The Abbey Newsletter

Volume 5, Number 5
Nov 1981

Society of Bookbinders and Restorers

John McIntyre, Chairman of the Scottish Region of the Society of Bookbinders and Restorers, supplied some information on request about the Society. He says:

"Membership of the Society is open to anyone, but there are differing classes of membership about which we are quite strict. Full membership is only available to suitably qualified bookbinders and conservators but because we do not want to close the door to anyone simply interested in the craft, we have associate membership. However, only full members can serve as officers so the organization is run by craftsmen, or women. Fellowships are awarded to people who have given outstanding service to the craft.

"The structure has now developed into one of regions who form their own activities which are usually seminars or lectures/practical demonstrations relating to bookbinding or conservation. Our last event in the Scottish Region was a visit to Hewit's Leather Tannery, and our next is an evening at St. Andrews on 'gold tooling.' The regions have their own organizing committees whose Chairman and Secretary serve on the national Governing Council. Newsletters are published nationally and at regional level,

"I have recently returned from our third conference at Bath University, which was a success, and am looking forward to the fourth, which will be held in London in 1983.

"We are still a relatively young organization and are therefore meeting problems as we develop (growth has been continual) and are therefore learning all the time. Membership now stands at around 300."

Excerpts from the brochure he sent along are given below.

The Society is a professional organization concerned with the advancement of the Art and Science of Bookbinding. Its purpose is to:

  1. Promote and maintain high standards in all fields of Bookbinding.
  2. Increase professional awareness of the contemporary Bookbinding situation by coordinating the exchange of information between its members, both nationally and internationally.

Benefits of Membership

(Besides the usual benefits, that is, the conference, library, exhibitions, newsletter and so on, this section lists the following two benefits:)

  1. Enables persons in the industry to be recognized for distinguished service and outstanding contributions by means of awarding Diplomas and Fellowships of the Society.
  2. A craft Bookbinding competition is held with cash and/ or trophy awards for winning entries.


There are four classes of Membership open to those interested in the aims of the Society.

Full Member--Any individual who:

a) Has served a formal apprenticeship as a Bookbinder.

b) Holds a City and Guilds qualification in Bookbinding.

c) Holds other Bookbinding qualifications which meet with the approval of the Governing Council.

d) Is actively engaged in Bookbinding, with a reference from a person whose qualifications are approved by the Governing Council.

(Other categories listed are Associate Member, Corporate Member and Junior Member.)

History and Nature of the Society

Terry Walker, of ICI Ltd., and John Coleman, Fielden Park College, conceived the idea of providing a professional body in 1974.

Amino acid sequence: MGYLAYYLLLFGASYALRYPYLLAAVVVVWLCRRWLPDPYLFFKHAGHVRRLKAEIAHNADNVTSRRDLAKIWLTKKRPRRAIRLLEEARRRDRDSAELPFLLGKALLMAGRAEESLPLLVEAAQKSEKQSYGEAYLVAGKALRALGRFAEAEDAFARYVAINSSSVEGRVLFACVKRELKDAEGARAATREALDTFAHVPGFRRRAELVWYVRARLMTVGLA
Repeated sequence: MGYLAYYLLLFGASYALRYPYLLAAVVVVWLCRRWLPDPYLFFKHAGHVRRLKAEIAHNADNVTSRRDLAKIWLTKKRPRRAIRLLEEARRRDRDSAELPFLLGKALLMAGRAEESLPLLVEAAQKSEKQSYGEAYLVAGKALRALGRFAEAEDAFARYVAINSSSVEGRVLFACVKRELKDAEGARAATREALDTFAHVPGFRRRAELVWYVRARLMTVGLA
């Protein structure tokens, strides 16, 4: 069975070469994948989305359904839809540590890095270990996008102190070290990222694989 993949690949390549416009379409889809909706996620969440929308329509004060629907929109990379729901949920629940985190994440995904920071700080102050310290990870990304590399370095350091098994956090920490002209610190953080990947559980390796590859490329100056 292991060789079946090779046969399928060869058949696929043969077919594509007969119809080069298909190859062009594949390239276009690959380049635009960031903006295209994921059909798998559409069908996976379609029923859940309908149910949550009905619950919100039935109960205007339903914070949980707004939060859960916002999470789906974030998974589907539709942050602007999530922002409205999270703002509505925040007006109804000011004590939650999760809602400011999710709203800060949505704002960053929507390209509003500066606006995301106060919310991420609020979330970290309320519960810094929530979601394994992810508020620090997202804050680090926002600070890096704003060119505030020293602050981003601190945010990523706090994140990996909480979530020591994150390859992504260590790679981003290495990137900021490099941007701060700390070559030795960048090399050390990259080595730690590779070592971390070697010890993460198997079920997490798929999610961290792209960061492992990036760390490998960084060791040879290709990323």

The Society was established in 1975, to meet a long- felt need amongst Bookbinders, Librarians and book collectors, for an organization that would provide a forum for the exchange of ideas that would help to promote high standards of bookbinding practice.

In the early days, growth was mainly in the North West of the country, centered on Manchester, which is still the home of the Governing Council of the Society. Later, as membership increased, it became necessary to establish regional groups. . . . An increasing number of Members reside outside the United Kingdom, where there is am increasing interest in the activities of the Society.

Membership is made up of both professional and amateur Bookbinders, Archivists, book collectors, manufacturers and suppliers of bookbinding equipment and materials, teachers and lecturers of bookbinding and print finishing.

Regular meetings are held at Manchester Central Library, Camberwell School of Arts and Crafts, and Brunel Technical College, Bristol,

PS. A long-term aim of the Society is to have its own training and workshop facilities.

Brief History of Bookbinding and Its Problems

Not least amongst current problems in the shortage of good, highly-skilled craftsmen. This has come about by a failure to acknowledge the high degree of knowledge and experience required of a good bookbinder, with the result that the rewards offered are inadequate to ensure that an adequate number of people are available to meet the demand for craft binding. Another problem is the shortage of good quality, well-tried materials on which the bookbinder has traditionally depended, In their place he is faced with a deluge of modern materials which he has no alternative but to select and adapt for the binding process. Science and binding knowledge and experience are of value, but only time will tell whether modern techniques and materials compare favorably or otherwise with those of yesteryear.

(Note: No address is given for the Society, but John McIntyre's address is 35 Windsor Gardens, St. Andrews, Fife, Scotland, U.K. Annual overseas dues are 8 pounds for a full member and five for an associate member. Dues are payable annually on January 1 and should be made payable to The Society of Bookbinders. They ask applicants to give "brief history, qualifications and present occupation."--Ed.)

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